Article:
In the September 2015 issue of Harper’s Magazine, William Deresiewicz writes about “How college sold its soul to the market.” He argues, effectively, that American higher education has essentially abandoned its traditional obligation (in the words of one institution’s founder in 1920) “to develop in its students the ability to think clearly and independently, and the ability to live confidently, courageously, and hopefully.” Instead, he writes, American colleges and universities have become focused on several buzzwords: leadership, service, and creativity—things, notes Deresiewicz, which have little to do with thinking or learning. He ties this change to the rise of “neoliberalism,” and notes: “The purpose of education in a neoliberal age is to produce producers,” adding that “only the commercial purpose survives as a recognized value.” The notion that higher education “might prepare you for life by inciting contemplation and reflection,” he reports, “. . . is typically dismissed.”
Historically, American higher education has been founded in a social mission. The early church-related private colleges—Harvard, Yale, etc.—emphasized the liberal arts in order to prepare leaders for their communities. The 1828 report of the Yale College faculty defended the liberal arts curriculum against what Yale faculty saw as an external threat:
It is said that the public demand that the doors should be thrown open to all; that education ought to be modified, and, and varied, to adapt to the exigencies of the country, and the prospects of different individuals, that the instruction given tot hose who are destined to be merchants, manufacturers, or agriculturists should have special reference to their professional pursuits.
In response, they called for a prescribed curriculum organized around the “discipline and furniture of the mind.” Notes the report: “Our object is not to teach that which is peculiar to any one of the professions, but to lay the foundation which is common to them all.”
A generation later, two factors began to change that view. One was the rise of research as a core academic mission, which created increasingly specialized academic studies. The second was the blossoming of the Industrial Revolution and with it new professions, new disciplines—the social sciences, for instance—and a vastly larger number of students who needed higher education in order to meet demands of work in a vastly more complex economy. Normal schools—which evolved into our systems of state college and universities—were created in the 19th century to train the multitude of teachers needed to educate the children of immigrants. At the same time, Land Grant Universities were established to ensure education in “the practical and mechanical arts” and to translate research into practice. In the 20th century, community colleges emerged to meet local workforce needs. All of these innovations served to create professionals for both a personal and a social benefit.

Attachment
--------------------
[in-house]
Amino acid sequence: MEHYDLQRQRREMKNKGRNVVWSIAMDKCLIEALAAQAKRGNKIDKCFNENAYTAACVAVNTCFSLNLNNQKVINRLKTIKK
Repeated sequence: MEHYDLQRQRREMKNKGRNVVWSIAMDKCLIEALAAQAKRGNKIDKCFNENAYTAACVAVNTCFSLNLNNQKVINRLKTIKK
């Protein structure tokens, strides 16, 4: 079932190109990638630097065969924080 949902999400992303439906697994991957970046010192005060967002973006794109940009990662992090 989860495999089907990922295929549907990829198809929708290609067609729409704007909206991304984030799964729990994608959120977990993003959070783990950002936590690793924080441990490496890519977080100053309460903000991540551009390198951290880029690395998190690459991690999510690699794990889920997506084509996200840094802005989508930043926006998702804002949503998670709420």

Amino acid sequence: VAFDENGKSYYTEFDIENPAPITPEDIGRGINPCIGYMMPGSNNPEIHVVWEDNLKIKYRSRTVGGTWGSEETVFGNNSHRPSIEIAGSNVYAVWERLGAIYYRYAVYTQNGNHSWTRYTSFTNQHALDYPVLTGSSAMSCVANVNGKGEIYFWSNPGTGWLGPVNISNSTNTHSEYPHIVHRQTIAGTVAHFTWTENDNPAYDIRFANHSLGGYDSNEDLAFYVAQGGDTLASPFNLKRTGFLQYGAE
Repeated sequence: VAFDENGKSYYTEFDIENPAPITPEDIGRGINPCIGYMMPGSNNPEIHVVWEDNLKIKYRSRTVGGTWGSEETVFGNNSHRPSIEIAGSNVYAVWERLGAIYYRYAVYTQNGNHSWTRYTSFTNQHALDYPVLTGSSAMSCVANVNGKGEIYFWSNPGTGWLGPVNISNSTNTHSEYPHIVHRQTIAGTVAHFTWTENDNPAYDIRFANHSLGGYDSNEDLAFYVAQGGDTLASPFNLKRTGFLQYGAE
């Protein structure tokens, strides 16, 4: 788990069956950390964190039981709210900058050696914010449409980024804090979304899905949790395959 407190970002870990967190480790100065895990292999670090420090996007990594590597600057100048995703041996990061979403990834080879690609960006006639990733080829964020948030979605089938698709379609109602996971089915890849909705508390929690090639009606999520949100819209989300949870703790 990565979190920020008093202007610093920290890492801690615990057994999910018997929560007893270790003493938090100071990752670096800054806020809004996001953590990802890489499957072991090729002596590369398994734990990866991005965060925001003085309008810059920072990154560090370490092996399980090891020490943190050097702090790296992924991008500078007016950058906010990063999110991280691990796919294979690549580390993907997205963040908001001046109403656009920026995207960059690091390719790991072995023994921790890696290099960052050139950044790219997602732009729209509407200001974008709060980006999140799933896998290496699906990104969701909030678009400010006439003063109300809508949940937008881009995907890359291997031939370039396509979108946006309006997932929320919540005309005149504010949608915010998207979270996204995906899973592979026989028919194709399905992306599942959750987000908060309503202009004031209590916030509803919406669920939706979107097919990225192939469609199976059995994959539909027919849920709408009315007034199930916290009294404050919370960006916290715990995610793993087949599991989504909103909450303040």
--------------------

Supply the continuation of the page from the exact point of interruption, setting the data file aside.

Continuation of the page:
The result was a complex system of higher education institutions across the nation—more than 3,000 colleges and universities—offering a variety of curricula formed around a diversity of research interests, state and local economic and workforce needs, and social philosophies. This diversity has been both a social and economic advantage over decades of rapid social, political, economic, and technological transformation. It has given us multiple starting points for new ideas and multiple perspectives on how to achieve innovation and positive social change. That diversity is as important today as it was during the height of the Industrial Revolution. In fact, diversity may be more important today, given the rapidity of change in almost every aspect of our lives.
The American Association of Colleges and Universities (AAC&U) is focusing on this issue in a couple of ways. As reported recently in Inside HigherEducation, the association defines liberal education as an:
“approach to learning that empowers individuals and prepares them to deal with complexity, diversity and change. It provides students with broad knowledge of the wider world (e.g. science, culture and society) as well as in-depth study in a specific area of interest.”
AC&U’s longstanding Liberal Education and America’s Promise (LEAP) project is attempting to reposition liberal arts within the curriculum. As Inside Higher Education reported, “The decade-old effort seeks to bridge what AAC&U sees as a false dichotomy between the intellectual and the practical in higher education, with a narrow, vocational training for some students on one side, and a more ethereal, high-minded liberal education for the lucky few at residential colleges.” Part of that bridge is a focus on instructional process—the idea that students learn best via “deep, hands-on learning with collaborative assignments and major “signature” projects” and that the emphasis must be on “deep, hands-on learning with collaborative assignments and major ‘signature’ projects.”
Clearly, the issue here is not just a tug-of-war between liberal education and professional education. Instead, the challenge is for higher education to prepare students not only for jobs, but as individuals prepared to face the challenges of change and to take their place as members of a community—a reminder, I suppose, that many of the costs of an individual’s higher education are paid by taxpayers through direct state appropriations to colleges and universities and through state and federal scholarships and loans. For much of my career in higher education, there has been a debate over whether higher education is a public good or a private good. We need to acknowledge that a higher education—and our curriculum—should serve both goals.